The widely held expectation that Permian NGL production will rise sharply through the early 2020s has set off fierce competition among midstream companies to develop new pipeline capacity out of the play — mostly to the NGL storage and fractionation hub in Mont Belvieu, TX, but also to Corpus Christi. Only some of the incremental pipeline takeaway capacity being planned is likely to be needed, though, raising the stakes among midstreamers to line up the long-term commitments they need to finance and build their projects. Today we continue our series on NGL-related infrastructure in the U.S.’s hottest shale play with a look at efforts to add new takeaway capacity as NGL production in the Permian ramps up.
As we’ve seen time and again during the Shale Era, one of the biggest challenges posed by rapid production growth is developing the pipeline infrastructure needed to transport crude oil, natural gas and natural gas liquids (NGLs) to downstream markets. Exploration and production companies (E&Ps) in the Permian perhaps have been luckier than their counterparts in other shale plays because unlike, say, the Marcellus in northeastern Pennsylvania or the Bakken in western North Dakota, the Permian already had been a major production area for decades when shale production started ramping up in 2015-16 and therefore had substantial takeaway infrastructure already in place. But with Permian NGL production already at 800 Mb/d and expected to rise to 1.4 MMb/d by 2022 (under RBN’s Growth Scenario), the day is fast approaching when new pipeline capacity out of the play will be required.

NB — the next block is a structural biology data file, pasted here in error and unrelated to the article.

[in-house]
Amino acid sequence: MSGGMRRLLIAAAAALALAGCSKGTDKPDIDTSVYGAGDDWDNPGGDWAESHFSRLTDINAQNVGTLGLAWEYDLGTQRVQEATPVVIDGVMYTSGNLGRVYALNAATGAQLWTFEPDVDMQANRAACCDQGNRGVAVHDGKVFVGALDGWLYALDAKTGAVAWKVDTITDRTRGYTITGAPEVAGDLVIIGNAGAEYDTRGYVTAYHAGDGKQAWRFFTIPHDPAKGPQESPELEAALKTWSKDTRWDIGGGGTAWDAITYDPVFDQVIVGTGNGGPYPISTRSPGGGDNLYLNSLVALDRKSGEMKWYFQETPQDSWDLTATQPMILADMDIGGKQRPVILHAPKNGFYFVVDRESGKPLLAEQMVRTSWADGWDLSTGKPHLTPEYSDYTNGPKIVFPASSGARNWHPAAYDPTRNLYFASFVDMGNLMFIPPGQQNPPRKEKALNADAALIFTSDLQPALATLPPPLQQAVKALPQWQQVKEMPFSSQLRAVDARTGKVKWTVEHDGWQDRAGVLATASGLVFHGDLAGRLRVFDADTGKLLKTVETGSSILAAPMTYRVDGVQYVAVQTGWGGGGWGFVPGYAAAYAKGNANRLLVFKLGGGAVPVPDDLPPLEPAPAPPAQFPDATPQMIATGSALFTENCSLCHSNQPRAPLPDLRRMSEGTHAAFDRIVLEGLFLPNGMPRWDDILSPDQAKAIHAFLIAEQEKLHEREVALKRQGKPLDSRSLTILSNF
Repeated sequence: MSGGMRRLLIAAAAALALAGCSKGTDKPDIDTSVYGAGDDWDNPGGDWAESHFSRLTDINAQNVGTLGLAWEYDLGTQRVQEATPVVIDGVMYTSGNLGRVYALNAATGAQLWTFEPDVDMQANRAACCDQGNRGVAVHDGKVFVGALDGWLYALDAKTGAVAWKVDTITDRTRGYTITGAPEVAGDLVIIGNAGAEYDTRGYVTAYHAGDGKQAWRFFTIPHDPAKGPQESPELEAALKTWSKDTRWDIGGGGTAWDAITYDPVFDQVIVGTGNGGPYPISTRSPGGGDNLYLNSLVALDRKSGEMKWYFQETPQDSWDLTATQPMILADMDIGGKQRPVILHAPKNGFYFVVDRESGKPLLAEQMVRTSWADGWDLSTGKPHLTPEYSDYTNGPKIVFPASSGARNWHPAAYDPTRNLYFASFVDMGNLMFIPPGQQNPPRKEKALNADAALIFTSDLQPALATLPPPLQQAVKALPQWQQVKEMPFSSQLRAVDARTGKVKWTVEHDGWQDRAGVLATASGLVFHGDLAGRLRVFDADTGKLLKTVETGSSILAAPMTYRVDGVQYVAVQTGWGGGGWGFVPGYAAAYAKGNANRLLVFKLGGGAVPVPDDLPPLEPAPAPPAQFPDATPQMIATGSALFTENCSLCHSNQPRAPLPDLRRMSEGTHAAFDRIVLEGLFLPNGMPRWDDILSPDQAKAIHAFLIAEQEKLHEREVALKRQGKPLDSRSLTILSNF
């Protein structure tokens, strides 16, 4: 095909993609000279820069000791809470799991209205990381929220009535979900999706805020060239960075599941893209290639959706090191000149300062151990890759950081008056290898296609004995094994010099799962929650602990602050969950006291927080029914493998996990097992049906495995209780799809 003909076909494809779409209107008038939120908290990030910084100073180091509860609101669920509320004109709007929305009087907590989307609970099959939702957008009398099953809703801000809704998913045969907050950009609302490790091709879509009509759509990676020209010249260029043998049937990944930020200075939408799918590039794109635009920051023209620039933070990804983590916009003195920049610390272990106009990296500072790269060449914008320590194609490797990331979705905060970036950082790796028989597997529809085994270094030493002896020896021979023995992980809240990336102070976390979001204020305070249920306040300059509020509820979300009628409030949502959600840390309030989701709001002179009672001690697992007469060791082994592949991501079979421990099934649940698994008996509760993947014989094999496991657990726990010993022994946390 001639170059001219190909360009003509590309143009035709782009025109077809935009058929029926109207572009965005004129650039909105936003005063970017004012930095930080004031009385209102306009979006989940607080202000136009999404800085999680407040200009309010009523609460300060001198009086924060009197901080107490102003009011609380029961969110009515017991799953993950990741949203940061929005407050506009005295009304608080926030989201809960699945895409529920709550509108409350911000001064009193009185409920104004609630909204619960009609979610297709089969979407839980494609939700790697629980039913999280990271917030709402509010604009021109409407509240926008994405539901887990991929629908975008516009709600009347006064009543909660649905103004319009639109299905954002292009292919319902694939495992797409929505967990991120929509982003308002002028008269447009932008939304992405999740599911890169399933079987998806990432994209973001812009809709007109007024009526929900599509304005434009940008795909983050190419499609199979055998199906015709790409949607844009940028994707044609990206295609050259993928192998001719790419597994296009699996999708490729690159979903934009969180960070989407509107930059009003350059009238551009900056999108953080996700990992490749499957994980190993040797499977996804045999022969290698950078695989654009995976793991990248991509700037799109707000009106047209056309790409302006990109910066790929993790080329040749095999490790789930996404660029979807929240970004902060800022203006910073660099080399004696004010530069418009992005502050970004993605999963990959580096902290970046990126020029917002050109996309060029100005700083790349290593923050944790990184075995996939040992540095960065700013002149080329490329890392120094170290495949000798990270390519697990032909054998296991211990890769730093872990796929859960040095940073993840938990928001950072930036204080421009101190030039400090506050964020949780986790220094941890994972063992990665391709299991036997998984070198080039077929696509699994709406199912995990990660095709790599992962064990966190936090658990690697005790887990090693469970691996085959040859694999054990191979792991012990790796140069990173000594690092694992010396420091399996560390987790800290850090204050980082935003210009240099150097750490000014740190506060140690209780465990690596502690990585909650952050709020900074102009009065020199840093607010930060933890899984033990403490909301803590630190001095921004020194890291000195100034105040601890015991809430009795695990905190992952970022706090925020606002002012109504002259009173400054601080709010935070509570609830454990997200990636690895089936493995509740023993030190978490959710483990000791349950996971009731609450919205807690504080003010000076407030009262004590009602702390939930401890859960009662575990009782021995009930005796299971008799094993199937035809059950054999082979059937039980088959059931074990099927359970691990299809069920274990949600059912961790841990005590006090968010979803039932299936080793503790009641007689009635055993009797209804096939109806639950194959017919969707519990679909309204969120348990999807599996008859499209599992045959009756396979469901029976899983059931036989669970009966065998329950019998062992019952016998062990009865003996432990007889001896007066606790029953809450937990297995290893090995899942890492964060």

As we said in Part 1 of this series, the Permian is a crude oil-focused play, but oil wells there also produce large volumes of associated natural gas and NGLs. We also explained that while existing NGL pipelines out of the Permian have a combined capacity of 1.7 MMb/d — twice the play’s current production volume — a significant portion of that capacity (about 600 Mb/d) is either (1) used to transport Rockies-sourced NGLs that flow through the Permian on the Mid-America Pipeline (MAPL), or (2) used to receive NGLs that flow in from plays between the Permian and the Texas Gulf Coast (mostly the Eagle Ford and the Barnett Shale). That leaves only about 1.1 MMb/d of effective NGL takeaway capacity for Permian production, or enough to meet current needs plus maybe a year or two of production growth. In Part 2, we summarized the natural gas processing capacity currently available in the Permian: 103 gas processing facilities with a combined capacity of 11.3 Bcf/d (9.0 Bcf/d of it in West Texas and 2.3 Bcf/d in southeastern New Mexico). In that blog and in Part 3, Part 4 and Part 5, we discussed in detail the eight existing NGL pipelines out of the play, including their estimated flows.